How to amend filing errors at Companies House?

As we all know, mistakes happen, and a common one is the filing of documents that contain errors or give more information than was intended. If this happens, what can a company do – and what can it expect Companies House to do?

To answer the second question first: Companies House will usually advise any company in this position that it accepts filings at face value and will only reject filings where there is a clear and obvious error to be corrected (for example, if there is a mismatch between the company’s name and number). Given the number of documents filed at Companies House daily, this is hardly surprising, if not particularly reassuring. Anyone believing that at this point Companies House will, or can, actively check, investigate and rectify any errors beyond the obvious ones may be disappointed.

Files

Filing correction procedures
From the company’s perspective, the main point to keep in mind is that the directors are under a duty to keep the company’s information accurate and up to date; as such, any errors should be corrected as soon as possible after they come to light. How can this be done?

There are two possible options:

  • To use the Companies House procedures to correct the information submitted. There are two such procedures.  The first is the “Registrar’s Powers” procedure, by which the forms RP01 to RP07 can be used to vary or correct information. This applies to a variety of company procedures, but not to company accounts. However, the second applies exclusively to accounts, and is the replacement regime contained in the Companies (Revision of Defective Accounts and Reports) Regulations 2008.
  • The other option is to obtain a court order, under the provisions of sections 1096 and 1097 of the Companies Act 2006.

The Companies House procedures tend to be straightforward to follow, although it would be sensible for the directors of the company to minute any discussions they may have about the error before they move to rectify it, as that will ensure a record is kept of what happened and why, and how it was rectified.  It should also be noted that these procedures will only permit the company to file amending documents; these will not replace the incorrect document. This will remain on the public file, regardless of the error.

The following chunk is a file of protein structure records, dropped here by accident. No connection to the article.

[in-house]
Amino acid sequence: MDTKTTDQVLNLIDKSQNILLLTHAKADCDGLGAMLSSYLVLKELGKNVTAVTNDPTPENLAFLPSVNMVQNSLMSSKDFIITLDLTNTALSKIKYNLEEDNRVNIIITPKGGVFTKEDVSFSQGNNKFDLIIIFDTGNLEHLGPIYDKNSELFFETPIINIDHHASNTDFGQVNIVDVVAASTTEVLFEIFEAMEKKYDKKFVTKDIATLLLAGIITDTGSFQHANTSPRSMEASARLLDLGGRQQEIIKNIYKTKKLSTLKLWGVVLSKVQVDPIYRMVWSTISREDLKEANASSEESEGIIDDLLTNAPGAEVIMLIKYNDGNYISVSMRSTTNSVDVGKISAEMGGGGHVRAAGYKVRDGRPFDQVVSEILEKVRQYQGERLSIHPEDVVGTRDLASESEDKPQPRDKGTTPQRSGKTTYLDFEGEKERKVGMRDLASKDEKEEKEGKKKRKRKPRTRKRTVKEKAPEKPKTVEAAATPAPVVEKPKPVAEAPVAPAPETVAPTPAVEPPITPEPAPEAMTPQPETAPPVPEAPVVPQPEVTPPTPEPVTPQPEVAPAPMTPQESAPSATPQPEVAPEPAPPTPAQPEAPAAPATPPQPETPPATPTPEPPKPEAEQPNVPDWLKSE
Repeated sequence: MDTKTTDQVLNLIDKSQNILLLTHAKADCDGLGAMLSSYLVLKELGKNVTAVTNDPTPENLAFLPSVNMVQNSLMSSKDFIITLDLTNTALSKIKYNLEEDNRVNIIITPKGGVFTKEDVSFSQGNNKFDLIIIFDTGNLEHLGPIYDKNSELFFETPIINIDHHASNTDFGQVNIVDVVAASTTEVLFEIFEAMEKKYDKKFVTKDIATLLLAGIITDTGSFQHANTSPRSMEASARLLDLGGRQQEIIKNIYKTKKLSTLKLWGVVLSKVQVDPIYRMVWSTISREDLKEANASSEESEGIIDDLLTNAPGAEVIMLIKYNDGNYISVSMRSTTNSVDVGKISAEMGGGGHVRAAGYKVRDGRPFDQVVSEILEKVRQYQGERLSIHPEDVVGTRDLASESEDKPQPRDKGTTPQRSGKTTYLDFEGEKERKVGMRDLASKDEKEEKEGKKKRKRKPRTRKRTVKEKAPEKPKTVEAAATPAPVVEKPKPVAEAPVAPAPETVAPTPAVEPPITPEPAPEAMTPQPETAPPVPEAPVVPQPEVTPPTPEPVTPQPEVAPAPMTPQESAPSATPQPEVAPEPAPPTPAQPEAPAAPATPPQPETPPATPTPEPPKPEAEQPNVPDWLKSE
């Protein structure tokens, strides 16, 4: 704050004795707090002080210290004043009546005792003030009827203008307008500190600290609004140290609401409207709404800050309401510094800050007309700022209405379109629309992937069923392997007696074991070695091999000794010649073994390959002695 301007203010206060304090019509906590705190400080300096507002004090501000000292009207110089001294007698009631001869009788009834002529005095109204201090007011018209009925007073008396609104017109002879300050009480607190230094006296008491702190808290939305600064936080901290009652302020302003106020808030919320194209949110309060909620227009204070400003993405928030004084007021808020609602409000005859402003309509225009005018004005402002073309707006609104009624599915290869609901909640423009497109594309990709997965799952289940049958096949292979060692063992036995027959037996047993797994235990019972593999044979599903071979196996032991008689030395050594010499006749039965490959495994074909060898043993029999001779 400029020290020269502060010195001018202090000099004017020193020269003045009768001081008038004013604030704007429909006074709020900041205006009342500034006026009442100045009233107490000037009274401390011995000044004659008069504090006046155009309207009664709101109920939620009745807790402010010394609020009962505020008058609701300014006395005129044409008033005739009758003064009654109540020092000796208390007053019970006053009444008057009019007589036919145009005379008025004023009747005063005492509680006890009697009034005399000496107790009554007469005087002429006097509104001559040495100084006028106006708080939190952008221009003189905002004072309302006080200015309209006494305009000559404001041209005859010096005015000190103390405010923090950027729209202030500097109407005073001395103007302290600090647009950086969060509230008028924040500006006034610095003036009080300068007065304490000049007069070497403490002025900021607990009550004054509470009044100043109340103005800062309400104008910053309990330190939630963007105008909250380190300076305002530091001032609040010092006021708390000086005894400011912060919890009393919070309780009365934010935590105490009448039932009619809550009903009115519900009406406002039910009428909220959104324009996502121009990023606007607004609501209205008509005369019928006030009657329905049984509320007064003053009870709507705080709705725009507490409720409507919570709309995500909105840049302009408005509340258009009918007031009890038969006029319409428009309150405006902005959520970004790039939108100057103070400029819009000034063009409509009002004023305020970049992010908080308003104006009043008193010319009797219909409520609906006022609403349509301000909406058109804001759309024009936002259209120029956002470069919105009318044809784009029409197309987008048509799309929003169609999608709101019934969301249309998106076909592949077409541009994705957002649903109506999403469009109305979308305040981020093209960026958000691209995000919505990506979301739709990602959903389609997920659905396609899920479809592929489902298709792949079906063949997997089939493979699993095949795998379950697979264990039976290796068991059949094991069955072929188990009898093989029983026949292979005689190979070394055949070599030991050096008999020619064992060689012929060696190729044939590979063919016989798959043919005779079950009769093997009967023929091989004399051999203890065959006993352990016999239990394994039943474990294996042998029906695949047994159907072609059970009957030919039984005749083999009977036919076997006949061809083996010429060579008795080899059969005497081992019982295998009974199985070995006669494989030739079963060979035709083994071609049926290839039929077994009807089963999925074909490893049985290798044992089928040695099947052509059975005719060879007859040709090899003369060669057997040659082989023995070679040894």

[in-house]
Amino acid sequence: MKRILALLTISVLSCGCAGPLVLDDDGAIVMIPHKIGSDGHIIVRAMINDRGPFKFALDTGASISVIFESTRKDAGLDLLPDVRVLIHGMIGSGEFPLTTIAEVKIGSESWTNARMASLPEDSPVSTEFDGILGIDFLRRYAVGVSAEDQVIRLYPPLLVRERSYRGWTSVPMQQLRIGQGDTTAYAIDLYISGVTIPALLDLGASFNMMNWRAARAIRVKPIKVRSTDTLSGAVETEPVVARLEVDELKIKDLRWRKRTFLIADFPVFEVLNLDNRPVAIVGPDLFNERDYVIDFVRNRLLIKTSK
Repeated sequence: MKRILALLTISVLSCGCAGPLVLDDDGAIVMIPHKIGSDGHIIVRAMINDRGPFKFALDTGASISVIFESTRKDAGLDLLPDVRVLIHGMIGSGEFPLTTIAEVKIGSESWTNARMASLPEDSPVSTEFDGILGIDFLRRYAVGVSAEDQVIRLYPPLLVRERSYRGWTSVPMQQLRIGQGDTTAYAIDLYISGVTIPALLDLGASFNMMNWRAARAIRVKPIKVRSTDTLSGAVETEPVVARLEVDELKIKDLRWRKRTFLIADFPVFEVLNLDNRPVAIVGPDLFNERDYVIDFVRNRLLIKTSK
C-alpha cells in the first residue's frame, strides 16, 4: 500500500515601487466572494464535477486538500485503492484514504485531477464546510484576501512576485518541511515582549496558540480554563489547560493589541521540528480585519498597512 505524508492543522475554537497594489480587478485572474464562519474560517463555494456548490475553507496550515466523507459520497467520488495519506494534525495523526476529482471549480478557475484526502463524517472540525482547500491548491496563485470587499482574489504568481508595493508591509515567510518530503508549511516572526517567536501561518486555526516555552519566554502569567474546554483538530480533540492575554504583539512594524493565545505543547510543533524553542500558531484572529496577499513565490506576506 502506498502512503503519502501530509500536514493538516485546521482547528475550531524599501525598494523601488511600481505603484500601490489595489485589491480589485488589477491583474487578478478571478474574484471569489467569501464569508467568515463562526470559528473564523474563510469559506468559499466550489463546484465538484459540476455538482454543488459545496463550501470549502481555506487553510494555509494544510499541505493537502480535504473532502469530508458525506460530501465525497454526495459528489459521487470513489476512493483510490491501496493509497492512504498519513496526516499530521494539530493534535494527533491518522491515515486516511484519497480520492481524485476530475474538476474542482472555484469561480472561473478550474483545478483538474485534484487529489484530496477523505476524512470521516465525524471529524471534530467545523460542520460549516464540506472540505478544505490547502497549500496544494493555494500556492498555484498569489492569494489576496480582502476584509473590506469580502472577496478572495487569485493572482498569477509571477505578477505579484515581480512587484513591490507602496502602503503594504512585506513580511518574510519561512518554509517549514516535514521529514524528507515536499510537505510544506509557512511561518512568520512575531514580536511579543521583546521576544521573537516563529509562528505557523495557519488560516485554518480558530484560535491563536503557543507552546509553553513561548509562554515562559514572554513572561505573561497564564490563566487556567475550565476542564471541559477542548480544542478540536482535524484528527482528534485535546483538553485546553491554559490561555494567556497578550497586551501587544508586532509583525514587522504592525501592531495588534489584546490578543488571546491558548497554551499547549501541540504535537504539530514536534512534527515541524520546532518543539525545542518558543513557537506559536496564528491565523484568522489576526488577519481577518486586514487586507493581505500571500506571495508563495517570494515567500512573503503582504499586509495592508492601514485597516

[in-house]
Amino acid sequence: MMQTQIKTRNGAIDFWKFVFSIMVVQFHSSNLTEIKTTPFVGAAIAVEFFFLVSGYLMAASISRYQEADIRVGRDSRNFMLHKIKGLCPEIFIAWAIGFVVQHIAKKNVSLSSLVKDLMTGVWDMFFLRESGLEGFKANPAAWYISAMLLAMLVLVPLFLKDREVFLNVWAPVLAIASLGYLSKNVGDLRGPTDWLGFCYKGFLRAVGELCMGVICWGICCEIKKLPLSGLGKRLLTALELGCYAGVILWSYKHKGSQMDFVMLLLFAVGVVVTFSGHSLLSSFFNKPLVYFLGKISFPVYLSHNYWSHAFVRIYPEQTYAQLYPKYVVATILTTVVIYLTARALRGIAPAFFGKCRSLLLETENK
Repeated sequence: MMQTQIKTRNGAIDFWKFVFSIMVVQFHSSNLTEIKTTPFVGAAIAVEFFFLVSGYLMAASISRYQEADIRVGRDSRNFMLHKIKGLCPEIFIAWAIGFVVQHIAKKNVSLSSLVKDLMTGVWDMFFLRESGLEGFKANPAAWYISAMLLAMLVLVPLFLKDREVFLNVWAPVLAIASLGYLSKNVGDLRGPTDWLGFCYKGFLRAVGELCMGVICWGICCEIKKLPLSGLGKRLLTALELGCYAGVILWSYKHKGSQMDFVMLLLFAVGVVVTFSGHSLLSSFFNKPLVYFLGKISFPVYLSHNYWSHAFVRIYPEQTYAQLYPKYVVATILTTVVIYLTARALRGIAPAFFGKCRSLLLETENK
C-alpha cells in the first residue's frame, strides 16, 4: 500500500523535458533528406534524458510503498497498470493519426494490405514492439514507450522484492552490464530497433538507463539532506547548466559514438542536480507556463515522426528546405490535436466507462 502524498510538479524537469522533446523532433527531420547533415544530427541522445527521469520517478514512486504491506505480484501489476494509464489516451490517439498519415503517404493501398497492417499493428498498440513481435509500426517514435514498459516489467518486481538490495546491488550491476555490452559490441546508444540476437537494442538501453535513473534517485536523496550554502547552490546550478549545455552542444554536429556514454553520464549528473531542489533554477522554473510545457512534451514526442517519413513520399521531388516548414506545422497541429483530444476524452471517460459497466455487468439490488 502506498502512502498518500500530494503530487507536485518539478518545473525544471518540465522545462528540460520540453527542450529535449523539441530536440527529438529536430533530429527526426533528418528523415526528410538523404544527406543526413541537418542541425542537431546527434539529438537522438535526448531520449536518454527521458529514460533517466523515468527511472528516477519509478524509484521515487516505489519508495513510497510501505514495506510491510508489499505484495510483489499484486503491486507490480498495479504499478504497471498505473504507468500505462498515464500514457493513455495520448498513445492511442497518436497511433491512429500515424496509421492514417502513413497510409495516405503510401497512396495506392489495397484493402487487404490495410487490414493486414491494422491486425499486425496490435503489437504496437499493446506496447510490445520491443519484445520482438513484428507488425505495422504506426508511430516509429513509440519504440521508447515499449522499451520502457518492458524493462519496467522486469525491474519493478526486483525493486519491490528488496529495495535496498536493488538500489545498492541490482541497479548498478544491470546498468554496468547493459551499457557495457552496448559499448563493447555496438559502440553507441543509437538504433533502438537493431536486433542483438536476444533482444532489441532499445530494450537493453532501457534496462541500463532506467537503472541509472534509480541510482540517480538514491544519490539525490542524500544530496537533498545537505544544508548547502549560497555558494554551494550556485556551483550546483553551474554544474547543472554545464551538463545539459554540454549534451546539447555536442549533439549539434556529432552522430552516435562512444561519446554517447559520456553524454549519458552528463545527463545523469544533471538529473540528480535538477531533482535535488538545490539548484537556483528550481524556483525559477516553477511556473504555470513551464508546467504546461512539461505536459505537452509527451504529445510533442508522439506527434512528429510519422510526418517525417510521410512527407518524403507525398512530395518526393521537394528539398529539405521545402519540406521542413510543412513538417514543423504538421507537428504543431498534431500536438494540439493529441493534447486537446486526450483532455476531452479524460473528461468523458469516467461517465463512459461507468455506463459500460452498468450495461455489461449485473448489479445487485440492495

Removing documents from Companies House – court order
The court order can remove any erroneous document, accounts or otherwise, from the public file.  The order will itself remain on file, detailing exactly which document has been removed – although not necessarily why. It can be possible for the order to be removed (or rather, not made public) but only with the consent of Companies House; this is unlikely to be granted save in the most exceptional cases. Rightly or wrongly, the view is taken that a company’s public record should be as complete as possible, errors, rectification of errors and all.

When can a court order be granted?
There are two tests: firstly (under sections 1096(1) and (3) of the Act), that the document has been filed without the company’s authority, and that the damage that the document’s presence on the Register will cause the company outweighs the interest that any other person may have in the document remaining there.

The first test is relatively straightforward: if a document is filed with an error, it could be argued that automatically it does not have the company’s authority; after all, why would any company or any director knowingly authorise the filing of an incorrect document?

The second test is rather more difficult to establish; given that there are Companies House procedures for correcting the public file, as noted above, the preference is for the ‘warts and all’ filing approach. As such, the expectation is that the directors should be able to show to the court that the error has caused or will cause damage to the company. In matters in which I have assisted, the harm shown or envisaged has typically been that the information has been personal to a director or has been sensitive financial information. These were supported by further disclosures, and the court was able to decide in the company’s favour.

The court order process is one which can be made on paper – that is, that the application can be made and granted (or indeed, refused) without a formal hearing. This in turn means that it is not necessary to instruct counsel to represent the company in court. However, it may be wise to seek counsel’s opinion on the likely success of the application, and particularly on meeting the requirements of the second test.

It is also wise to seek the guidance of Companies House on the application, as it has been known for their legal team to confirm if the Registrar will seek to oppose the application or not. If not, this will speed up the court’s decision, and will minimise the likelihood of needing either counsel’s involvement or hearing (it will not remove that completely, as the court may still have questions on the application).

If you would like to discuss the legal aspects of removing documents from the public file or require any assistance, please contact Adam Wadsley or his colleagues in Jordans Corporate Law.

awadsley@jordanscorporatelaw.com
0117 918 1339

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